As mentioned, you will still need to take additional educational requirements such as a Master of Science in Nursing (MSN) or a Doctor of Nursing Practice (DNP) degree. 

The MSN is a two-year program while the DNP is a four-year program. 

Whether you take an MSN or a DNP, you need to make sure that your program is accredited by the Accreditation Commission on Midwifery Education (ACME). 

Currently, there is only one accredited program in New Mexico – the University of New Mexico in Albuquerque. 

However, you can also opt to take an accredited online program. These programs often partner with local health institutions in each state which will allow you to complete your clinical hours in New Mexico. 

Each CNM program will differ, but you can expect to have at least 40-60 credit hours of didactics and about 1,000 hours of clinical exposure. 

Step #3: Pass the Certification Exam

After graduating, you need to pass the National Certification Exam for CNMs. 

The exams are given by the American Midwifery Certification Board (AMCB). 

Here’s how to apply: 

  • Read the Candidate Handbook.
  • Create an account at the AMCB website.
  • Select the CNM Exam Application and scroll down until you see the link for the online applications. 
  • Choose “First Time Applicant – Certified (CM) or Certified Nurse-Midwife (CNM)”. 
  • Complete the application and pay the $500 exam fee. 
  • Submit a copy of your RN license to the AMCB website
  • Wait for your application to be processed. 

Once you have the schedule and venue, you can now take the exam. 

The exam is made up of 175 items in multiple-choice format. You are given 4 hours to complete it. 

The topics cover the following topics: 

  • Antepartum (19-26%)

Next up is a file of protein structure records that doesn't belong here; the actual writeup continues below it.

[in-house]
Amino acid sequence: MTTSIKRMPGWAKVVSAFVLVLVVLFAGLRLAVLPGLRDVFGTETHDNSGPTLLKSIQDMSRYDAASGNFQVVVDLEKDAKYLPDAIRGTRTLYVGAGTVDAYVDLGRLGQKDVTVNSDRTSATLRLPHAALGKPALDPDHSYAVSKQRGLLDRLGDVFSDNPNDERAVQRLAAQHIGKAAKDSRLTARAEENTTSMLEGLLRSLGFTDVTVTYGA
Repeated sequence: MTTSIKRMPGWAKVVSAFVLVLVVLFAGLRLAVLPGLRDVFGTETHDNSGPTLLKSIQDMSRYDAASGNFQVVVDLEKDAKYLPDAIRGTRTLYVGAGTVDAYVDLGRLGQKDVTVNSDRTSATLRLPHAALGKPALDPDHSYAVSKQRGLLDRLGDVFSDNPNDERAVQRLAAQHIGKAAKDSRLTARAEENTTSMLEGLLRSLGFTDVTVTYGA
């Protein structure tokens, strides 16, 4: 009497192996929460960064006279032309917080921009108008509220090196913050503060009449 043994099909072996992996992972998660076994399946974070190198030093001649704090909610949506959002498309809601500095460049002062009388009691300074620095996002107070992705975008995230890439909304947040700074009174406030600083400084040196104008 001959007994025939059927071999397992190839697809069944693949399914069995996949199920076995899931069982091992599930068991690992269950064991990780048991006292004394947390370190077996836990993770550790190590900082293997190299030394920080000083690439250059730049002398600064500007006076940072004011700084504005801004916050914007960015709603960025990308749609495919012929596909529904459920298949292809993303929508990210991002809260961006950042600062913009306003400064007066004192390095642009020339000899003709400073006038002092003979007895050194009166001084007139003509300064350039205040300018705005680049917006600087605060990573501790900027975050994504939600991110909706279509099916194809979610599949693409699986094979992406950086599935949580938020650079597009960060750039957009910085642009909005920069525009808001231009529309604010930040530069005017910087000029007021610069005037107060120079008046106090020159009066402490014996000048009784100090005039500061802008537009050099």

• Intrapartum (17-26%)
  • Postpartum (15-18%)
  • Gynecology (15-18%)
  • Women’s health and primary care (8-16%)
  • Newborn (7-16%)

If you pass this exam, you will be nationally certified as a Nurse Midwife!

Step #4: Apply for a CNM License from the New Mexico Department of Health

When you’re done with your program, you can apply for a CNM license through the New Mexico Department of Health

All you have to do is create an account or log in and then follow the application process. 

You will have to submit the following:

  • a completed application;
  • proof of holding a valid license that meets the New Mexico Board of Nursing’s requirement to practice as a registered nurse in New Mexico;
  • proof of current certification by AMCB or its designee;
  • $200 application fee

If your application is approved, you will receive a license and can start working as a CNM. 


But don’t forget to renew your CNM national certification and license to continue working as a CNM. 

To keep your license active, you need to complete 30 CE hours every 2 years, 15 of which should be in pharmacology. 

You also need to follow the guidelines of the AMCB to keep your national certificate current. 

Frequently Asked Questions About Becoming a Certified Nurse Midwife in New Mexico

Do you have some questions about becoming a CNM in New Mexico? Here are some FAQs to help you. 

How long does it take to become a nurse midwife?

If you’re already an RN, the whole process takes almost three years. The shortest education program you can take is the MSN (two years) which is the bulk of the application process. 

Where do you apply for a CNM license?

Unlike most states where you can apply to their Board of Nursing, New Mexico requires that CNMs apply for a license at their Department of Health. 

How much is the APRN exam?

It’s $500 payable online via debit or credit card. You can also pay via check addressed to the  AMCB at 849 International Drive, Suite 120, Linthicum, MD 21090.


Now you know exactly what it takes to become a CNM in New Mexico.

Clearly, it will take a lot of time and dedication.

But we hope that you don’t get disheartened since this is a standard process in most states. Plus, it will be worth it in the end if this is what you are passionate about. 

Just follow our 4 steps, and you’ll achieve your goal before you know it.

So if you’re still committed to becoming a nurse midwife, we wish you all the best in your career!